Q&A Ricki-lee Coulter: “I’ve had to start over again.”
What’s it like being an artist in a time when you don’t necessarily need talent to be famous? A lot of artists, especially young artists, seem to want to get into music for the fame and the glitz and they want to be rich and fly first class to New York. It’s so superficial; it’s not reality. You’ve got to work your arse off. You get beaten down constantly by critics and fans and get judged and criticised. You have to be resilient and tenacious and ambitious and driven – and not be afraid of failing. You’ve been away for three years working on new music. Is that a risk in the short-attention-span world of modern pop? Totally. But I’ve always been someone to put everything on the line. The plan was to just write great songs and forget the bells and whistles. In pop music, marketing, videos, images and styling can take over. I wanted to strip all that back, [for] it to be all about the songs. So many people are focused on chasing a trend or the sound on radio at the moment. That was everything I didn’t want to do. I was inspired by people like Sam Smith, Adele and Sia who make classic songs that are going to be around forever – the same way you listen to Stevie Wonder, The Beatles, Michael Jackson. Their songs survived trends because they’re just great songs. The raw, soulful feel of your new single ‘Not Too Late’ probably wasn’t what many people were expecting from you. This song has got a special reaction from every person who’s heard it and that reaction is the reason I do what I do. The reason I wanted to make music from when I was seven, watching Michael Jackson on TV, was it made people feel something. Whether people like me or they don’t, I can’t imagine people hearing this song and
not feeling something. You’re now 31 and there’s a theme of loss and redemption in the song’s lyrics. I’m sure there are people who think I don’t understand what pain or struggle is. They see where I’m at in my life now and can’t imagine I’ve been to hell and back, as well. We all get dealt sh*tty cards in life. This song is really about saying sometimes we lose our way but it’s never too late to turn it around. I’ve had to start over again so many times in my life I’ve lost count. You’re married to your manager [Rich Harrison]. In the history of show business that either goes really well or really badly. He’s an amazing support. He’s pushed me further than I thought I could go creatively. We moved to LA indefinitely so I could write with people for this album. We put our stuff in storage. We were living in West Hollywood where we knew nobody. I’d come home from the studio every day and for a long time he’d hear these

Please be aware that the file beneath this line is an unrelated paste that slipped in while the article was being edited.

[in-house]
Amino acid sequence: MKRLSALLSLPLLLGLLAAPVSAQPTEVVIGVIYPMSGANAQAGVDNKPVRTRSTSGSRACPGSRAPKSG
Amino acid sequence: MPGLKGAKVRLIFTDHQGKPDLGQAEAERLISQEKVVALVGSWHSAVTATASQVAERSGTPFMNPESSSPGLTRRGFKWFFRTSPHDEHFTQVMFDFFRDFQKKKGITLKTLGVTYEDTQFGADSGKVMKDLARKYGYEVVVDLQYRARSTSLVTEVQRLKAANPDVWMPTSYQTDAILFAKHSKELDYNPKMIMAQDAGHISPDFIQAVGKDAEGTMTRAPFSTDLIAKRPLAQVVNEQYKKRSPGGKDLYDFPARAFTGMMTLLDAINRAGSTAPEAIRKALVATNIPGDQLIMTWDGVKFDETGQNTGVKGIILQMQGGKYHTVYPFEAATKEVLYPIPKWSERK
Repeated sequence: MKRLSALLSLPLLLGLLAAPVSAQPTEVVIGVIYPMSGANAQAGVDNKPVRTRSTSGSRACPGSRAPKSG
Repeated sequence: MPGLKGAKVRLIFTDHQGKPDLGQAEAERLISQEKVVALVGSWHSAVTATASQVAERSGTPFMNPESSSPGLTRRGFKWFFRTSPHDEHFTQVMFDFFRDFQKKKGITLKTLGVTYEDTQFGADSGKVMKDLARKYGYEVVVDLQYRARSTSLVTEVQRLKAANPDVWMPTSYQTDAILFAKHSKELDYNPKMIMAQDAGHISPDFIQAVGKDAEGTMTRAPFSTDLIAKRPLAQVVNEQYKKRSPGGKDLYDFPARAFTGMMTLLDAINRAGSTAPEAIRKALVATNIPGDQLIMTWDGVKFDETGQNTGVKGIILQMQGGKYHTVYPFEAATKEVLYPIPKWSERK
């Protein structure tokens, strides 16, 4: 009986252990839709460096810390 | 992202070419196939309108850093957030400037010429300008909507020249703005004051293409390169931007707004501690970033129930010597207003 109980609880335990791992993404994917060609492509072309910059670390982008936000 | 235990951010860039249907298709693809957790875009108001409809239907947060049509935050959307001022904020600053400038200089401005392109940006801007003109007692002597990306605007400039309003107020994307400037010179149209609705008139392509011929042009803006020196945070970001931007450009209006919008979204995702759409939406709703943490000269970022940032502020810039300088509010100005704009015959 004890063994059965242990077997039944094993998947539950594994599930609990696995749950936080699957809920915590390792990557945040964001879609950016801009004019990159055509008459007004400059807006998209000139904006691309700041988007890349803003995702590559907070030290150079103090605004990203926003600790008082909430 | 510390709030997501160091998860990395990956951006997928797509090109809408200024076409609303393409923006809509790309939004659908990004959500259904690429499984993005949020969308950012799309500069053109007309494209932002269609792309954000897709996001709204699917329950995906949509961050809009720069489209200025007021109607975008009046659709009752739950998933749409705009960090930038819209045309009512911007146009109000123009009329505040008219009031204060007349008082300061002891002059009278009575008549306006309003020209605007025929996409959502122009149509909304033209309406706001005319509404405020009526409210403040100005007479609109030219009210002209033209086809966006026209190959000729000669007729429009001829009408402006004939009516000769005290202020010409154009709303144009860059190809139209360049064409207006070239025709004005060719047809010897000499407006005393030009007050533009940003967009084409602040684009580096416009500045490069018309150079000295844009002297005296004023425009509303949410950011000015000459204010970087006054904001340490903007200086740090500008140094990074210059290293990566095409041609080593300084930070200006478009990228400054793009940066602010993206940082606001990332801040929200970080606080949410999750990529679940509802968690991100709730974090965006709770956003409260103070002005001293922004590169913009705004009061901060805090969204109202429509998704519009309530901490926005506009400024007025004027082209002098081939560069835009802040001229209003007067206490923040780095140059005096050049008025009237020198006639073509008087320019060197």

“A lot of young artists want to get into music for the fame and the glitz… but you have to be resilient and not afraid to fail”
songs I was doing and he’d say, “This is just so empty, it’s soulless – I don’t hear you in any of this.” It’s so important to have somebody who is honest with you. What’s it like going to LA and arriving as somebody who is starting over? It’s tough! Nobody cares about you or what you’ve done. The writers want to get their songs on the next Justin Bieber or Beyoncé record. I was torn for so long, trying to please everyone – between my fans that love dance/club pop, and making songs that were more story-based and less about shaking your arse. Sometimes the ugly truth is the most powerful thing. That’s what we got on this. Your Instagram posts always seem to generate clickbait stories. Why is that? I don’t really care about people being rude about me on my social media. I don’t allow those people to ruin one second of my day. It can be frustrating when you read media stories that are so untrue, attaching your name for clickbait. That pisses me off. I worked really hard to get to the position I’m in. I focus on the good things in my life, not how many likes a photo gets or how many followers I have. I care about what kind of person I am, what kind of a friend I am or what kind of wife or sister or aunty I am. But people are still obsessed by what you eat and weigh… Like I care what they think about what I eat! I fall for it, too – I click on things going, “OMG, she did not!” Websites or magazines will find a fat photo of me and say, “Oh, she’s off the rails.” I get it. I know the game. I understand where it all comes from. If I post about eating an amazing burger, the next meal I might be eating celery. It’s about balance. Do you say no to a lot of things? Every day, whether it’s people wanting to pay you to post things on Instagram or endorsement deals. I’d only promote something I actually use. I never make any decisions based on money. If you’re doing that you’re never going to make the right decisions. ‘Not Too Late’ is out now.
“I’ve had to start over again in life so many times I’ve lost count”